SCOTTSDALE, Arizona – Wall Street valuations can spiral through the stratosphere one week toward a crash landing the next. That’s why some savvy investors have shifted their focus from the glittery allure of Silicon Valley startups to more socially conscious projects in qualified opportunity zones (QOZ).
Opportunity Zones as Momentum Markets
Created under the 2017 Tax Cuts and Jobs Act, the federal QOZ program incentivizes investors to place their unrealized capital gains into the revitalization of deprived communities. Launch Pad, an innovator in the coworking space, has another word for these cities: momentum markets—smaller locales with potential to become thriving entrepreneurial cities that draw talent from across the country.
“[These are] great lifestyle cities where we can really build and support the entrepreneurial community and have a real impact,” says Anne Driscoll, Launch Pad CEO and cofounder. Driscoll, a former Google executive, left Silicon Valley to focus on fostering these ecosystems using opportunity zones and Launch Pad’s innovative coworking spaces and educational programming. The company now has locations in East Nashville and Memphis, Tenn., Newark, N.J., New Orleans, La., San Antonio, Tex., Stockton, Calif., and a forthcoming location in Mesa, Ariz.
“[The QOZ] program unites people across the board,” says Chris Loeffler, CEO and co-founder of real estate investment firm Caliber, which invested in Launch Pad and leased the Mesa location. “It’s important to know that Caliber is investing in Mesa; Launch Pad is a critical part of that investment; and there is significant unity and collaboration between us and all levels of the community, the government and the private sector.”
Qualified Opportunity Zone Funds are not only an excellent vehicle for investors to stash capital gains and reduce taxes—but to grow and nurture these momentum markets.
“These funds have been the ideal investment product for what investors need right now, as well as what is needed in many neighborhoods,” says Chris Loeffer, co-founder and CEO of Arizona-based real estate investment firm Caliber, which has made multiple investments in opportunity zones across the Phoenix and Tucson areas. “The funds support jobs and revitalize distressed areas while giving investors valuable tax savings and longer-term upside earnings potential.”
Across the country, 8,766 urban, rural and suburban census tracts have been identified; in Arizona there are 168. Investors can gradually reduce capital gains tax as the investment is held over time. If the money stays in a project for at least 10 years, the tax is exempted entirely.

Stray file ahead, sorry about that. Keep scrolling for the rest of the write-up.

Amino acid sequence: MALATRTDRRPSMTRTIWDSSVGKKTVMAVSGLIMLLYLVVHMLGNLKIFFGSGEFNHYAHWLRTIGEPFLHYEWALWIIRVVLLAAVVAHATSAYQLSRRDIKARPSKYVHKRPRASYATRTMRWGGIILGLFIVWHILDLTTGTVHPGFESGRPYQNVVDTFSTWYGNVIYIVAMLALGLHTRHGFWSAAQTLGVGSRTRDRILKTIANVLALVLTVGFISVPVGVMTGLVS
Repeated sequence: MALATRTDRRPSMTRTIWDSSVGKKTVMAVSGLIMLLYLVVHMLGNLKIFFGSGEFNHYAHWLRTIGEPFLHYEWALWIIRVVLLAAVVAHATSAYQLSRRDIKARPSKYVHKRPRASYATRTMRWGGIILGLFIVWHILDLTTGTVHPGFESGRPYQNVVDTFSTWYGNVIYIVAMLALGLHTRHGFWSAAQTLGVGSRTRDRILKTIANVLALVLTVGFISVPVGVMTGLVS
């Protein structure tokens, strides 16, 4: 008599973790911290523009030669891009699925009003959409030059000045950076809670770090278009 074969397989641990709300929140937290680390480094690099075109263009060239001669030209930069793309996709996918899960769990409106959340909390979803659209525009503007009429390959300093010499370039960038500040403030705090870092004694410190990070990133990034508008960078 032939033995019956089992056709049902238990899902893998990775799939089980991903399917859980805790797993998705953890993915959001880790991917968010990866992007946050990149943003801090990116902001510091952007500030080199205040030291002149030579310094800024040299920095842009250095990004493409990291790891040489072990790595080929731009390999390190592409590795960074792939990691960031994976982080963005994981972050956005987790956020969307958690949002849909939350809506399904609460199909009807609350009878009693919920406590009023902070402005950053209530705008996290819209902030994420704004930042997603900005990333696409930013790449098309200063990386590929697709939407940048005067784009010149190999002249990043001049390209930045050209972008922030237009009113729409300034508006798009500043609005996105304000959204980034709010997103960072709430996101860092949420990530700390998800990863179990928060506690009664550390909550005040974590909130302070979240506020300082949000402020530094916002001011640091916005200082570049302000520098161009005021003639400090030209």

Caliber and Launch Pad hope that investment the downtown Mesa QOZ will create jobs and small business opportunities at the tail end of the pandemic. “Coworking has become a critical component of entrepreneurial ecosystems in mid-sized markets across the country,” Driscoll says. “In a post-COVID world, remote work will become the norm, creating a real need for community-focused coworking spaces.”
Opportunity Zones by the numbers
The White House Council of Economic Advisers last week delivered a progress report on the opportunity zones to Housing and Urban Development Secretary Ben Carson illustrating the program’s success to date:
- Opportunity zones have attracted $75 billion in capital investments as of year-end 2019. $52 billion would not have entered opportunity zones without the tax incentive.
- Opportunity zone investments have created at least 500,000 new jobs.
- From the second quarter of 2018 to the fourth quarter of 2019, private equity investments into opportunity zone businesses grew 29% relative to a comparable set not in designated areas.
- An opportunity zone designation alone has increased private property values within the designated areas by 1.1%, which translates to nearly $11 billion.
- The Feds also are putting their money where their mouths are by starting to house some federal offices in opportunity zones. In fact, a recent Presidential Executive Order instructs agencies to prioritize the location of facilities within distressed areas and opportunity zones, which will save taxpayer dollars and spur redevelopment.
“This initiative is bringing jobs and revitalization to communities in Arizona,” said U.S. Sen. Martha McSally in a press briefing with Launch Pad and Caliber. “The more we can tell that story, the more people will understand the impact that it’s making.”